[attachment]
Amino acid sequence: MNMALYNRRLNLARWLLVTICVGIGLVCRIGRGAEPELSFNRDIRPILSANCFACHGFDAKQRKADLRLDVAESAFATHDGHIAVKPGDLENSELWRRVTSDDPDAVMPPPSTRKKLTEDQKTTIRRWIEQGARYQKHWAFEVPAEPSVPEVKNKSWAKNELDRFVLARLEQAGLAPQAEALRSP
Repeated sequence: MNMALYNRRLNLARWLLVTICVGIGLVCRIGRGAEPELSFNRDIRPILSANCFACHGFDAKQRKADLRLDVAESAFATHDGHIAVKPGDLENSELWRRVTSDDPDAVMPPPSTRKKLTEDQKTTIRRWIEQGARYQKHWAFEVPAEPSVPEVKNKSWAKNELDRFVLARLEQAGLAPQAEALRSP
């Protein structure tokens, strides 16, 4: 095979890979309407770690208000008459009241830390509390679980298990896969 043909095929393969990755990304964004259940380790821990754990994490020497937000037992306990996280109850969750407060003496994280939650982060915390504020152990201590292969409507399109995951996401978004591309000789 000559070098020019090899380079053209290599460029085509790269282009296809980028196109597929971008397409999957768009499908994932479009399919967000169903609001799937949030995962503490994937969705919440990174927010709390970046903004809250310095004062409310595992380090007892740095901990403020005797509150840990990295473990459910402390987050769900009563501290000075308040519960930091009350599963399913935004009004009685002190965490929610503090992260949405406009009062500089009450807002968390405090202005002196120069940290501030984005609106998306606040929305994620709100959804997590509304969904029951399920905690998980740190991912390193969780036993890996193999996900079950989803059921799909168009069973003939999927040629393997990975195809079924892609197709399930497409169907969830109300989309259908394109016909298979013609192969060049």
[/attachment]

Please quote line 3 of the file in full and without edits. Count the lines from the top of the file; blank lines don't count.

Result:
């Protein structure tokens, strides 16, 4: 095979890979309407770690208000008459009241830390509390679980298990896969 043909095929393969990755990304964004259940380790821990754990994490020497937000037992306990996280109850969750407060003496994280939650982060915390504020152990201590292969409507399109995951996401978004591309000789 000559070098020019090899380079053209290599460029085509790269282009296809980028196109597929971008397409999957768009499908994932479009399919967000169903609001799937949030995962503490994937969705919440990174927010709390970046903004809250310095004062409310595992380090007892740095901990403020005797509150840990990295473990459910402390987050769900009563501290000075308040519960930091009350599963399913935004009004009685002190965490929610503090992260949405406009009062500089009450807002968390405090202005002196120069940290501030984005609106998306606040929305994620709100959804997590509304969904029951399920905690998980740190991912390193969780036993890996193999996900079950989803059921799909168009069973003939999927040629393997990975195809079924892609197709399930497409169907969830109300989309259908394109016909298979013609192969060049």